Shantih Shantih Shantih: A Peek Into Everyday Singaporeans’ Life || A Book Review

Shantih Shantih Shantih (ARC)

Author: Daryl Qilin Yam

Publisher: Math Paper Press

Released: October 2021

Genre: Fiction

Pages: 124

Format: Hardcover

Characters: Jalil, Dinah, Marilyn, Arman, …

An art student chances upon a former fling at Punggol MRT station. A reporter lies awake at four in the morning, chronically unable to sleep. Two men lie in bed, watching YouTube videos of hail falling in Singapore, while a sugar baby trawls through Google Maps, exploring the homes and neighbourhoods of her former clients.

In this novella by Daryl Qilin Yam, a dozen lonely individuals in Singapore witness a freakish instance of snowfall, lasting for exactly four minutes and twenty-six seconds. Shantih Shantih Shantih is a heady mix of desire and dauntlessness that revels in its interconnections, pulling together a community that is at once together and apart.

First of all, I’d like to thank BooksActually for sending this ARC in exchange for an honest review. Going into this book, I had no idea about the writing style or the format of the book, except for the synopsis which is Singapore experienced snow and there were some witnesses to the event. I was also intrigued when the synopsis mentions about the life of the lonely Singaporeans, hence I accepted the review request.

It’s been a while since I read books with multiple POV. For example, this book starts off with first person point of view (POV) then in the next chapter it’s second person POV. At times, I could say I was struggling with the characters and the different stories that should all connected through the falling of the snow. I think the best word to describe my whole experience with this book is that it’s quirky and different. I appreciate that the author brings me to visit the different life path of the Singaporeans and I somewhat have a clearer vision to their life and experiences. But like I said, there’s something missing or it’s just that the writing style is not meant for me entirely.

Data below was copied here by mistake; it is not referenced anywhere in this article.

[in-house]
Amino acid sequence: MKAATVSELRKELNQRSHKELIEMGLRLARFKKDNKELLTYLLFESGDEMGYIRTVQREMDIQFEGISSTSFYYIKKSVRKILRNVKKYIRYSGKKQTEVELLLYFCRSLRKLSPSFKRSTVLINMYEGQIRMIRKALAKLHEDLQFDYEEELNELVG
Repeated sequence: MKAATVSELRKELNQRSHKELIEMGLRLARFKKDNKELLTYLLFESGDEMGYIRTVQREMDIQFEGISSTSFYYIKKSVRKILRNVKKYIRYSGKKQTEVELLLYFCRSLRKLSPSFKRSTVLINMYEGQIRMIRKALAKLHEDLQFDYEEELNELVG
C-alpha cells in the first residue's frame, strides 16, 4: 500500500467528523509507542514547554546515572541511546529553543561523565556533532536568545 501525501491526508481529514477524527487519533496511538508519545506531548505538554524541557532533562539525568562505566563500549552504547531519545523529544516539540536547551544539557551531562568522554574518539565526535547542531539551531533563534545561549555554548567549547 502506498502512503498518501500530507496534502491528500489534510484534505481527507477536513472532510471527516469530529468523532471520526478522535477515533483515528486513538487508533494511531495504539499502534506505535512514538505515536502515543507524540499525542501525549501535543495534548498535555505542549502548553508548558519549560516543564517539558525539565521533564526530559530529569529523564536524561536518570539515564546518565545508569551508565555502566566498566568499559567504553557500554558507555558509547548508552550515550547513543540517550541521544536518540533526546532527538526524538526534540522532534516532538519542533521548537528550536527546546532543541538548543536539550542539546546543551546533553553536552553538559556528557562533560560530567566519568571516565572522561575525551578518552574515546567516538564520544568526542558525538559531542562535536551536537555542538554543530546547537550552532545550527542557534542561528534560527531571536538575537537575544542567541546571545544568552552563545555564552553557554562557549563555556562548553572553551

Luckily, as I read this book, I do realise the connection between the characters and it was indeed an amazing journey going into the story with their perspective and life stories. This book is honest and it invites the readers to discuss openly about the reality of life. The truth is Singapore consists of a very diverse community, others like migrants also exists and their stories and darkest secrets matter too.

However, after I finished reading that last page, I found out this book won’t a memorable one. The stories aren’t strong enough to be unforgettable. It is a mundane life story about everyone, maybe everyone has their dark secrets and their guilty pleasure but the book ends at a monotonous tone for me. I could be missing things but I wasn’t surprised that much or attracted strongly to certain parts of the book. Yes, maybe I can remember one or two characters but that could be just it.

Overall, if you’re looking for something fresh and quirky, would surely recommend you Shantih Shantih Shantih but I think it’s better to lower your expectation going into this book. Perhaps you’ll enjoy it even more.


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